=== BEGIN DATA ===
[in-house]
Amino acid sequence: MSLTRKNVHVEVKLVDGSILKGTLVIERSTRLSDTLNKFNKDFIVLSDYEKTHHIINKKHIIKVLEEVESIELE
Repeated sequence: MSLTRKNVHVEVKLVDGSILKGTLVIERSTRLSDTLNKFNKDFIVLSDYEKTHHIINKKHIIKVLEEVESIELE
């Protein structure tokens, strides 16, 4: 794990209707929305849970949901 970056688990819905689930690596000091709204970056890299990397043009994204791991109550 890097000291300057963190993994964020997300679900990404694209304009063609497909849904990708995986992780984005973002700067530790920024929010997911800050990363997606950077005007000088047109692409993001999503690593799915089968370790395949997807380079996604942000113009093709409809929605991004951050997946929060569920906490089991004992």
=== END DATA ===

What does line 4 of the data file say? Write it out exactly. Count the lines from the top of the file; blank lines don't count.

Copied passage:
């Protein structure tokens, strides 16, 4: 794990209707929305849970949901 970056688990819905689930690596000091709204970056890299990397043009994204791991109550 890097000291300057963190993994964020997300679900990404694209304009063609497909849904990708995986992780984005973002700067530790920024929010997911800050990363997606950077005007000088047109692409993001999503690593799915089968370790395949997807380079996604942000113009093709409809929605991004951050997946929060569920906490089991004992």